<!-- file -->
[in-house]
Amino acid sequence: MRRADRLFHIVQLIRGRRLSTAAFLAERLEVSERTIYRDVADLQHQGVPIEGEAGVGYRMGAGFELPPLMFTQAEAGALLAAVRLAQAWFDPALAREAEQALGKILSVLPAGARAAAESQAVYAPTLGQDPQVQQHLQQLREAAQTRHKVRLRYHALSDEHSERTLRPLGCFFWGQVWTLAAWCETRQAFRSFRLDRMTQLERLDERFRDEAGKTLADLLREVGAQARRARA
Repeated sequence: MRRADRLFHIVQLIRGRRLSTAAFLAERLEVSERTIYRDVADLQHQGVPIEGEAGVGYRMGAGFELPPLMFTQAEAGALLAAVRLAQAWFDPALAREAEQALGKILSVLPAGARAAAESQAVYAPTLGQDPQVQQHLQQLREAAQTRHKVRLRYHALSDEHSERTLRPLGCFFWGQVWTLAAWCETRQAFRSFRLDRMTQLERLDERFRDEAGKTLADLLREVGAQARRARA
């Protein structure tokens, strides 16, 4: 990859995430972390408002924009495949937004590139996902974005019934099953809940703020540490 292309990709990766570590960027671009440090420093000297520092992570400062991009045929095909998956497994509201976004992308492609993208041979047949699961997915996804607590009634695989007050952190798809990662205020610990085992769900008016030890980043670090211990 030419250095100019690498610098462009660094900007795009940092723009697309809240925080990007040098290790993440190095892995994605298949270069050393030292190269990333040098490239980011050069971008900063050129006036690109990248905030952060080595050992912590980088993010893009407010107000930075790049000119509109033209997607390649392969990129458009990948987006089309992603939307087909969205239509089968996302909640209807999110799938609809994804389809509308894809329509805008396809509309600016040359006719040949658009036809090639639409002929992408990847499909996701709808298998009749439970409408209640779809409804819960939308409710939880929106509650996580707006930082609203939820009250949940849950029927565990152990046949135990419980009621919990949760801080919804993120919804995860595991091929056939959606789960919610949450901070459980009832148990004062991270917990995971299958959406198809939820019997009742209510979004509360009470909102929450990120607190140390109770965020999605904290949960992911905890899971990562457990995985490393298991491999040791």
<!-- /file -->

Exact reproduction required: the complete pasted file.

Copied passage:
[in-house]
Amino acid sequence: MRRADRLFHIVQLIRGRRLSTAAFLAERLEVSERTIYRDVADLQHQGVPIEGEAGVGYRMGAGFELPPLMFTQAEAGALLAAVRLAQAWFDPALAREAEQALGKILSVLPAGARAAAESQAVYAPTLGQDPQVQQHLQQLREAAQTRHKVRLRYHALSDEHSERTLRPLGCFFWGQVWTLAAWCETRQAFRSFRLDRMTQLERLDERFRDEAGKTLADLLREVGAQARRARA
Repeated sequence: MRRADRLFHIVQLIRGRRLSTAAFLAERLEVSERTIYRDVADLQHQGVPIEGEAGVGYRMGAGFELPPLMFTQAEAGALLAAVRLAQAWFDPALAREAEQALGKILSVLPAGARAAAESQAVYAPTLGQDPQVQQHLQQLREAAQTRHKVRLRYHALSDEHSERTLRPLGCFFWGQVWTLAAWCETRQAFRSFRLDRMTQLERLDERFRDEAGKTLADLLREVGAQARRARA
């Protein structure tokens, strides 16, 4: 990859995430972390408002924009495949937004590139996902974005019934099953809940703020540490 292309990709990766570590960027671009440090420093000297520092992570400062991009045929095909998956497994509201976004992308492609993208041979047949699961997915996804607590009634695989007050952190798809990662205020610990085992769900008016030890980043670090211990 030419250095100019690498610098462009660094900007795009940092723009697309809240925080990007040098290790993440190095892995994605298949270069050393030292190269990333040098490239980011050069971008900063050129006036690109990248905030952060080595050992912590980088993010893009407010107000930075790049000119509109033209997607390649392969990129458009990948987006089309992603939307087909969205239509089968996302909640209807999110799938609809994804389809509308894809329509805008396809509309600016040359006719040949658009036809090639639409002929992408990847499909996701709808298998009749439970409408209640779809409804819960939308409710939880929106509650996580707006930082609203939820009250949940849950029927565990152990046949135990419980009621919990949760801080919804993120919804995860595991091929056939959606789960919610949450901070459980009832148990004062991270917990995971299958959406198809939820019997009742209510979004509360009470909102929450990120607190140390109770965020999605904290949960992911905890899971990562457990995985490393298991491999040791």